Dafna Bar-Sagi, PhD, senior vice president, vice dean for science, and chief scientific officer at NYU Langone Health describes the tremendous growth and future of biomedical research.
Biomedical research at NYU School of Medicine has experienced tremendous growth in the past five years. What’s behind this surge?
Our aspiration is to be one of the most prolific biomedical research enterprises in the country, and productivity starts with talented, dynamic people. In the past five years, we have focused on recruiting investigators who can energize our institution and plant the seeds of future success. Our strategy is already reaping dividends. The size of our research faculty has nearly doubled. The new Science Building, which opens in phases starting this fall, more than doubles our research capacity. At the same time, our grant revenue is up from $196 million in 2008 to $361 million in 2017. But numbers only tell part of the story. What is really propelling us forward is a palpable sense of vitality and creativity.
We’re enhancing our expertise in areas that we feel represent the future of biomedical science—human genetics, computational medicine, biomedical engineering, and immunology, among others—and we’re being highly strategic about how and where we invest our resources. Technology changes at lightning speed. You can invest millions in “state-of-the-art” equipment that becomes obsolete virtually overnight. Our goal is to lead the technology curve, not follow it.
Why is a strong research foundation so valuable to a medical school?
The impact of basic science on medical training can’t be overstated. Next-generation medicine will rely on increasingly complex models of physiology. In turn, future doctors will need a more refined grasp of cell and molecular biology, genomics, immunology, and so on to apply the principles of personalized medicine in the clinic. In other words, doctors will need to think more like scientists, and, conversely, scientists will need a sharper understanding of clinical challenges. Our training programs help basic scientists and clinicians find common ground.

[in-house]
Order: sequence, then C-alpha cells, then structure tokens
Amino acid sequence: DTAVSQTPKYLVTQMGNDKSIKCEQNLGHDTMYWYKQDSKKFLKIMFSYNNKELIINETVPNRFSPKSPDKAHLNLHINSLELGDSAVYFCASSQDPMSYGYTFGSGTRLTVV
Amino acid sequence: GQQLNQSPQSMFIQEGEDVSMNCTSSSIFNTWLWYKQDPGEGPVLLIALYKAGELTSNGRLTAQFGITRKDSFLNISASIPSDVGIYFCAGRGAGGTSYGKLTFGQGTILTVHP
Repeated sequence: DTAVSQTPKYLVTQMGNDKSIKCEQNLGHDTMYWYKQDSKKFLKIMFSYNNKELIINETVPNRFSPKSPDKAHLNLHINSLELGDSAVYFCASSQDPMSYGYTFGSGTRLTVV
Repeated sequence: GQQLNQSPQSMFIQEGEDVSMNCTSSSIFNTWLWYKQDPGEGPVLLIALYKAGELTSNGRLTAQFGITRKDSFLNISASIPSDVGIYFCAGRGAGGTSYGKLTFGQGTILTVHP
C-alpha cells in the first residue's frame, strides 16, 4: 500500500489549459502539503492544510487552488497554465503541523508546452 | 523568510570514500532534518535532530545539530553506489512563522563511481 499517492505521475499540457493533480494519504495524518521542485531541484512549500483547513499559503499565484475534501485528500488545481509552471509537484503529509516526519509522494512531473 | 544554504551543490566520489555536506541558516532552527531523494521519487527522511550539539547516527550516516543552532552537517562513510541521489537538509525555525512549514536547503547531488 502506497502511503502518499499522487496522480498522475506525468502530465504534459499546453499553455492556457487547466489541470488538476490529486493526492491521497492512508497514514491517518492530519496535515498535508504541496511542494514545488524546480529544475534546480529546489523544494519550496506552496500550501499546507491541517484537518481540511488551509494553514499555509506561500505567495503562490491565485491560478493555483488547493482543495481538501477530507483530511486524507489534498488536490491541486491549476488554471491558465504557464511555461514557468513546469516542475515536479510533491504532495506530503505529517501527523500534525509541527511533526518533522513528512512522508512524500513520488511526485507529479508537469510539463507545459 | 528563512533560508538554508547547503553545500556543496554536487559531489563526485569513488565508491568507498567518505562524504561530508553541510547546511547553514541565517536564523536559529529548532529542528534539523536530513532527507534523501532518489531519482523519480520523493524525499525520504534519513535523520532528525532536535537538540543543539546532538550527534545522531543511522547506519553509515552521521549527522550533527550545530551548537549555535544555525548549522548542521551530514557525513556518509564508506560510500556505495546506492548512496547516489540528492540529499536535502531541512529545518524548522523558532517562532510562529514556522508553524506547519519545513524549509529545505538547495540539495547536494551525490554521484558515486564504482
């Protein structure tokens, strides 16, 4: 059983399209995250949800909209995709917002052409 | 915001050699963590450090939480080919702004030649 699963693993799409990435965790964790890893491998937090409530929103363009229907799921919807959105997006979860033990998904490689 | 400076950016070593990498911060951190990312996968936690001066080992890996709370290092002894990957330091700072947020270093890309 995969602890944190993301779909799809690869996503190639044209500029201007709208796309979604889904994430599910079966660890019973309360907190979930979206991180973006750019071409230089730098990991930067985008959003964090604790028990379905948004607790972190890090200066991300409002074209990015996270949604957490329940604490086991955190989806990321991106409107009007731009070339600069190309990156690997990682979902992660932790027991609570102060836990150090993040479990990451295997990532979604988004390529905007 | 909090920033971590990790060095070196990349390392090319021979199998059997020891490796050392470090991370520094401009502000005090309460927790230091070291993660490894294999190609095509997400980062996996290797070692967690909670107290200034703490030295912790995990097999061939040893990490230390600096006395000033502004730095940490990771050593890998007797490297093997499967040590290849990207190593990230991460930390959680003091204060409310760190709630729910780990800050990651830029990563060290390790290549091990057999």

NYU School of Medicine has a unique model for identifying and facilitating commercially viable research. How does this benefit scientists?
More than ever, researchers are encouraged to take their work beyond the lab and into the commercial sector. But making that leap is expensive, time-consuming, and daunting, if not overwhelming. Our Technology Ventures and Partnerships eases that burden by handling the painstaking work required to identify research with commercial potential and then advance it to the point where it can be licensed to industry partners. For researchers who want to take a more active role in the business end of their work, we’ve also established state-of-the-art training programs that help them learn how to commercialize and license their work.
Biomedical research is a challenging pursuit. How does NYU School of Medicine support and encourage its investigators?
I believe that people who pursue research do so because they love it. It’s not only their vocation, but their avocation. They could be extremely successful doing a lot of other things, but they choose to be scientists. Our role is to do everything we can to bolster and foster their curiosity, creativity, and passion—to help them fulfill their aspirations.
Part of that is breaking down barriers to collaboration. We pride ourselves on a culture of cooperation that inspires investigators to work together across disciplines and rank. By placing a premium on interdisciplinary research, and pooling ideas and resources across scientific silos, we put ourselves in the best possible position to innovate new treatments for a broad range of diseases that demand an equally broad range of expertise.